If you have ever had a flood at your home, you may be familiar with the mess, smell and nasty cleanup that can come with the experience. It is possible you had to deal with water extraction, drying things out and sorting through belongings to determine which were savable and which need to be discarded. If the water was contaminated, then you may also have had to deal with replacing carpets and perhaps some of your home’s structural materials. What you may not have known about is containment.
Reasons To Contain the Problem
This process prevents a substance from spreading through containing the problem in an isolated area. Whether the substance is a liquid, solid or airborne debris, containing it can make the difference between a small mess and a major problem. Consider the following advantages.
- Reduced damage to property, including water damage
- Lower cost of repairs
- Shorter time to complete the restoration process
- Lower chance of needing to relocate
How Does It Work?
This method essentially corrals offending substances and keeps them from becoming widespread. For instance, containing water in the event of a flood; any floating sawdust, insulation or dust in an attic restoration; or mold spores in a mold cleanup situation may allow you to pass an air quality test. Taking these precautions can reduce the spread of contamination and damage and keep it in a more manageable area. These strong barriers can cover doorways and windows or block other openings. Some contain HEPA filters and air pumps. There are a variety of effective and efficient containment methods available.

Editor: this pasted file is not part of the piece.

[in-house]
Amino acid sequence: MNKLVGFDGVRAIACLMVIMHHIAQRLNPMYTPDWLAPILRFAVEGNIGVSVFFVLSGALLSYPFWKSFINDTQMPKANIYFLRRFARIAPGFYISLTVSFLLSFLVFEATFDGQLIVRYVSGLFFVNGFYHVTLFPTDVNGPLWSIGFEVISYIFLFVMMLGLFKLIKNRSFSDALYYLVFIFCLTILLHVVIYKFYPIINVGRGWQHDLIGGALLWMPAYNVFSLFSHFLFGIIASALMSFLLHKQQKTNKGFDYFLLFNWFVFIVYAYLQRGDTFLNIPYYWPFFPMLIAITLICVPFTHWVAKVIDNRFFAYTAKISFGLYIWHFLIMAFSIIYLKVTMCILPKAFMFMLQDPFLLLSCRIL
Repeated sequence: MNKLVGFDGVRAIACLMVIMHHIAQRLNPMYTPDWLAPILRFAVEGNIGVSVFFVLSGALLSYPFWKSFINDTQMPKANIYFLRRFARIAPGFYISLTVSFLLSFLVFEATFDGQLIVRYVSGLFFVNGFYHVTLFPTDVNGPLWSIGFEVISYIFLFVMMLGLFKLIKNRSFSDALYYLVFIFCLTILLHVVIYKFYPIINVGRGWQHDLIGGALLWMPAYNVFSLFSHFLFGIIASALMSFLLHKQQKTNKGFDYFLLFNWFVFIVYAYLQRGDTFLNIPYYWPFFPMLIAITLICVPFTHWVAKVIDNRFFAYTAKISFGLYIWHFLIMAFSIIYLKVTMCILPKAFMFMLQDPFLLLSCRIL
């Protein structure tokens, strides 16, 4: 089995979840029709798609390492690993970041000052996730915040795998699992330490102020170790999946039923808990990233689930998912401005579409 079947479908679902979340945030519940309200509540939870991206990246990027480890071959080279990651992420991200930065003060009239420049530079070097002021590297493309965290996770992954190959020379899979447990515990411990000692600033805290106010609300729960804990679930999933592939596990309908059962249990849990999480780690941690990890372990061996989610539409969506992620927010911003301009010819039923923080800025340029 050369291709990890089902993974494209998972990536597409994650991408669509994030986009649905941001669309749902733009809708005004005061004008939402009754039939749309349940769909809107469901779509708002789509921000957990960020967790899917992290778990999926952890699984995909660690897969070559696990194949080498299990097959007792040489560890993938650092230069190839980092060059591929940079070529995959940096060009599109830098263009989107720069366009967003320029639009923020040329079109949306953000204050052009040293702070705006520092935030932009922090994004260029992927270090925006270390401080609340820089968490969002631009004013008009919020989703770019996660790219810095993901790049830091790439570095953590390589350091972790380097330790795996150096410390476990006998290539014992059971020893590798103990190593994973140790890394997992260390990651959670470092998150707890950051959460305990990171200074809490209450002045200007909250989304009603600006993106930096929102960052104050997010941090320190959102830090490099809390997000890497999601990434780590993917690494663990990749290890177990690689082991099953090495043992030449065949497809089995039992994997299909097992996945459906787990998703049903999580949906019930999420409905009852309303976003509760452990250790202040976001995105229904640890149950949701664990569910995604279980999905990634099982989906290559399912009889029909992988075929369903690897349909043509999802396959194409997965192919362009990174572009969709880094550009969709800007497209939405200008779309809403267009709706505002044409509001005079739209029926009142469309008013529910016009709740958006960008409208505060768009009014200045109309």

As you can see, this process has definite advantages and can help you avoid greater damage or contamination. There are many different types of containment that should be considered at the onset of planning a restoration or building project and immediately if a flooding situation should occur. Remember, your best line of offense is defense.